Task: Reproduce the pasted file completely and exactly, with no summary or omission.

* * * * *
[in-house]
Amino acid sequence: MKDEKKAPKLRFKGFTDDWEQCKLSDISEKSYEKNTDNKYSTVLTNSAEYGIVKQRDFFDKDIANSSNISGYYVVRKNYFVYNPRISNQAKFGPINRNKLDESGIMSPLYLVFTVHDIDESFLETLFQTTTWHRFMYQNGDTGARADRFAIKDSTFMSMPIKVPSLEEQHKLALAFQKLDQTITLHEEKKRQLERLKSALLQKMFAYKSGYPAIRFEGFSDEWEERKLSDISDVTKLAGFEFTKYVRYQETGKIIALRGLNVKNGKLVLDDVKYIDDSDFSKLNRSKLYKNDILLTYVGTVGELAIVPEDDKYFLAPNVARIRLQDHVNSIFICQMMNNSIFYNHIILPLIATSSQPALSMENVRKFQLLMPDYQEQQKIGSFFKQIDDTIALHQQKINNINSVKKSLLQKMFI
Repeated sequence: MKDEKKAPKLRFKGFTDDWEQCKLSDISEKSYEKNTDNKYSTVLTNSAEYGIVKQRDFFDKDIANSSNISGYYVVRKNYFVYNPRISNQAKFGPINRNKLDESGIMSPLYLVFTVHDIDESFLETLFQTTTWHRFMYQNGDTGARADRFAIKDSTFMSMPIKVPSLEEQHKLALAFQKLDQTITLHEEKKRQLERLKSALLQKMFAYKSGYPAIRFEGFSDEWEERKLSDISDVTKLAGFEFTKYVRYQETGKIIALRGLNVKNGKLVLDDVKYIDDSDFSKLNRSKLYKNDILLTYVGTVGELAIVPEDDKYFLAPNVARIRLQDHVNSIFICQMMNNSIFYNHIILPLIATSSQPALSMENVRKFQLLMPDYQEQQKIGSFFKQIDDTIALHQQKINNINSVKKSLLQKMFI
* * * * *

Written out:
[in-house]
Amino acid sequence: MKDEKKAPKLRFKGFTDDWEQCKLSDISEKSYEKNTDNKYSTVLTNSAEYGIVKQRDFFDKDIANSSNISGYYVVRKNYFVYNPRISNQAKFGPINRNKLDESGIMSPLYLVFTVHDIDESFLETLFQTTTWHRFMYQNGDTGARADRFAIKDSTFMSMPIKVPSLEEQHKLALAFQKLDQTITLHEEKKRQLERLKSALLQKMFAYKSGYPAIRFEGFSDEWEERKLSDISDVTKLAGFEFTKYVRYQETGKIIALRGLNVKNGKLVLDDVKYIDDSDFSKLNRSKLYKNDILLTYVGTVGELAIVPEDDKYFLAPNVARIRLQDHVNSIFICQMMNNSIFYNHIILPLIATSSQPALSMENVRKFQLLMPDYQEQQKIGSFFKQIDDTIALHQQKINNINSVKKSLLQKMFI
Repeated sequence: MKDEKKAPKLRFKGFTDDWEQCKLSDISEKSYEKNTDNKYSTVLTNSAEYGIVKQRDFFDKDIANSSNISGYYVVRKNYFVYNPRISNQAKFGPINRNKLDESGIMSPLYLVFTVHDIDESFLETLFQTTTWHRFMYQNGDTGARADRFAIKDSTFMSMPIKVPSLEEQHKLALAFQKLDQTITLHEEKKRQLERLKSALLQKMFAYKSGYPAIRFEGFSDEWEERKLSDISDVTKLAGFEFTKYVRYQETGKIIALRGLNVKNGKLVLDDVKYIDDSDFSKLNRSKLYKNDILLTYVGTVGELAIVPEDDKYFLAPNVARIRLQDHVNSIFICQMMNNSIFYNHIILPLIATSSQPALSMENVRKFQLLMPDYQEQQKIGSFFKQIDDTIALHQQKINNINSVKKSLLQKMFI